Friday morning was big for banks, as both JPMorgan Chase (JPM) and Wells Fargo (WFC) reported third quarter results. Earnings for JPMorgan surged 37% year over year to $1.40 per share, which was much higher than the consensus expectation of $1.24 per share. Revenue grew 6% year over year to $25.9 billion, slightly better than consensus expectations. Earnings at Wells Fargo came in at $0.88 per share, a penny better than consensus estimates. Revenue fell $100 million sequentially to $21.2 billion, which was a little over $200 million short of consensus expectations. You can read our equity reports on the banking sector.
Though net interest margins slipped at both banks, the third quarter showed impressive results from the mortgage business. Mortgage originations at JPMorgan grew 29% year over year to $47.3 billion, and CEO Jamie Dimon cited QE3 for stimulating lending growth, though Dimon also blamed Basel III capital ratios for the firm’s reluctance to lend to individuals with lower credit profiles. Wells Fargo, the U.S.’s largest mortgage lender, boosted originations to $139 billion from $131 billion during the second quarter. However, it seems like a great deal of the industry currently represents business related to refinancing rather than new home lending. Regardless, both refinancing trends and new mortgage originations have had a positive impact on the economy. The several quarters of healthy refinancing activity that Wells Fargo expects should continue to provide a lift to the economy.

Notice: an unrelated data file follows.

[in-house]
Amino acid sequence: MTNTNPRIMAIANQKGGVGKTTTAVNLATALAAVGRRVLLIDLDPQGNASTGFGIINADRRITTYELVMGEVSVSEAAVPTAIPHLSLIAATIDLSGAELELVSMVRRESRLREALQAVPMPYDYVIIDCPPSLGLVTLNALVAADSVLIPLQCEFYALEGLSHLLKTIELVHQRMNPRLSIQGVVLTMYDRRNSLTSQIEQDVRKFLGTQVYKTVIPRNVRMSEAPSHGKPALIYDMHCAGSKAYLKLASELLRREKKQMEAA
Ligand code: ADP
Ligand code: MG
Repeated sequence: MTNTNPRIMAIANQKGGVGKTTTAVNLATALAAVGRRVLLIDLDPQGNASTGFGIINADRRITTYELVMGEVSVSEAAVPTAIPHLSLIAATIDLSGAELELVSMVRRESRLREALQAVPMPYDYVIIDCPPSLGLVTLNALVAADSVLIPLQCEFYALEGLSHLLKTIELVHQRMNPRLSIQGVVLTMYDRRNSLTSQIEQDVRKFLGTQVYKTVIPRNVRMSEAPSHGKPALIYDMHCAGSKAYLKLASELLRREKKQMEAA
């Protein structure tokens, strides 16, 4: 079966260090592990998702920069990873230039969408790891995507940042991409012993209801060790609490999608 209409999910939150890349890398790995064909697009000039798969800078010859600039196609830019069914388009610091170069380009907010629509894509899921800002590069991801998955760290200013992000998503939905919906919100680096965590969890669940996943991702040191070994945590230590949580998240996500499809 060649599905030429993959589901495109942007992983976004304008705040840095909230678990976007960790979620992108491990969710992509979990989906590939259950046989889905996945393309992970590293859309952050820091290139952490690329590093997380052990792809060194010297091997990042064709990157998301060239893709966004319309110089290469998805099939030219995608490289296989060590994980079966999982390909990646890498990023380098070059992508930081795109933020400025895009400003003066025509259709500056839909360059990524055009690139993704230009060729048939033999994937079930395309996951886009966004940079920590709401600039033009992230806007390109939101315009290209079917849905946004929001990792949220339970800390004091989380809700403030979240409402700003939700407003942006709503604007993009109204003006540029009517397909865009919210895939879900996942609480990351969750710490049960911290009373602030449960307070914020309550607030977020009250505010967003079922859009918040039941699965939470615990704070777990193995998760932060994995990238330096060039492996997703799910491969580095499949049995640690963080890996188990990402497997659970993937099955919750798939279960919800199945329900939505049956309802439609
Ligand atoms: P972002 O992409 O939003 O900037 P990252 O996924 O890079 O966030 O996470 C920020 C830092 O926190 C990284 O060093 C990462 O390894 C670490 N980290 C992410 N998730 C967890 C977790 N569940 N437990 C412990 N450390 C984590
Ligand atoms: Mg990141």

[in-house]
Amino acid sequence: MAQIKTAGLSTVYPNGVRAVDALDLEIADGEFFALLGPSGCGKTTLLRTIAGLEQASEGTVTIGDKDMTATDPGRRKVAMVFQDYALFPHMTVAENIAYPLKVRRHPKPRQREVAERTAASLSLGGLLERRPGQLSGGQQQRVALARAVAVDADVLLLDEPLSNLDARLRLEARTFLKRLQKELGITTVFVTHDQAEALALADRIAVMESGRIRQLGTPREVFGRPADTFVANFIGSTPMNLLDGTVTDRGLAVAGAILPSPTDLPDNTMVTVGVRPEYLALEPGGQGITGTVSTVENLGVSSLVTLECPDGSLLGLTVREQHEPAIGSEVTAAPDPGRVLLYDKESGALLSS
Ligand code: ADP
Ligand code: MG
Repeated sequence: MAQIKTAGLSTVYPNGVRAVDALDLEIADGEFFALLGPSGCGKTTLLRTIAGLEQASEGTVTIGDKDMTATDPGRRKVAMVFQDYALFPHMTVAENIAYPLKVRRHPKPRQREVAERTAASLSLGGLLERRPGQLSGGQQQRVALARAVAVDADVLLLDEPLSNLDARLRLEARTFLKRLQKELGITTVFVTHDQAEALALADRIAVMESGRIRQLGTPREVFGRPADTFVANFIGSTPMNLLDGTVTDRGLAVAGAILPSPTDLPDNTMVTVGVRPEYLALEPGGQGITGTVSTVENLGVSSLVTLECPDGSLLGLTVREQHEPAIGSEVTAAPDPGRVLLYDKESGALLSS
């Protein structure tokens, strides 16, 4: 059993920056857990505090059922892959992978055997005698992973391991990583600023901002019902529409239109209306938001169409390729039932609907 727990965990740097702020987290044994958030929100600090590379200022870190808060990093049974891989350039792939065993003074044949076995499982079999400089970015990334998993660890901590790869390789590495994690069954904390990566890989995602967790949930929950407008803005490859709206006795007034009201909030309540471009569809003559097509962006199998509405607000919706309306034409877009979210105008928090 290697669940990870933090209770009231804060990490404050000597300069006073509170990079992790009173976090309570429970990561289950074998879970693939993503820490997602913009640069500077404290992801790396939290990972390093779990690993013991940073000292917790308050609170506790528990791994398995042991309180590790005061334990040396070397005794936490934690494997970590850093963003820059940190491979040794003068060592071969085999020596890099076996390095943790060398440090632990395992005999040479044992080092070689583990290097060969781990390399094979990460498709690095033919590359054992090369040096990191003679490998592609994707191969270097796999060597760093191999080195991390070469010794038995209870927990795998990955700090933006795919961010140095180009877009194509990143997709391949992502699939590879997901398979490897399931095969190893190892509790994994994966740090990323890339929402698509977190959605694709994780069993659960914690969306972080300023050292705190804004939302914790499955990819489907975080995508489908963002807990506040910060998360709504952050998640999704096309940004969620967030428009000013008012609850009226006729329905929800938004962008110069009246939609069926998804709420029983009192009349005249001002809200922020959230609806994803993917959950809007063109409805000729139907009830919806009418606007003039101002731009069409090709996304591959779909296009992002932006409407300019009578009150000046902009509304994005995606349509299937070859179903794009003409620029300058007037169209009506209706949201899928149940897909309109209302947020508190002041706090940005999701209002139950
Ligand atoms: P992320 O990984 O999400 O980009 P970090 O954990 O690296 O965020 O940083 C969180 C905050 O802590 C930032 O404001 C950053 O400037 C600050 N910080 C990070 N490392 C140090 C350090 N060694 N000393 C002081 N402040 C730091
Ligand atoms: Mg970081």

JPMorgan continues to be challenged by weak capital markets revenue, the “London Whale” situation, and lawsuits stemming from the acquisition of Bear Stearns. Dimon expressed frustration with respect to the U.S. government relieving General Motors of its liabilities in bankruptcy, but not extending the same privilege to his bank with Bear Stearns. Legal expenses continue to mount, and the timing of the resumption of its buyback program or an increase in the dividend remains uncertain.
Wells Fargo’s issues stem primarily to declining net interest margins, and we don’t expect a reversal in this trend any time soon. Risk-taking remains low, especially given the low market rates for debt coupled with banks’ preference for safety lending. We think this will give smaller banks an opportunity to take market share, though concerns about the looming fiscal cliff, China slowdown and European recession appear to have tempered demand in the near term.
Though neither bank looks particularly expensive, the third quarter results of both firms highlight our lack of interest in individual banks at this time. The London Whale and weak capital markets businesses are almost entirely out of these “Too Big to Fail” banks’ control. Both JPMorgan and Bank of America (BAC) have faced expensive litigation. As a result, we prefer more diversified exposure to the financial sector via the Financial Sector SPDR ETF (XLF), which we hold in the portfolio of our Best Ideas Newsletter.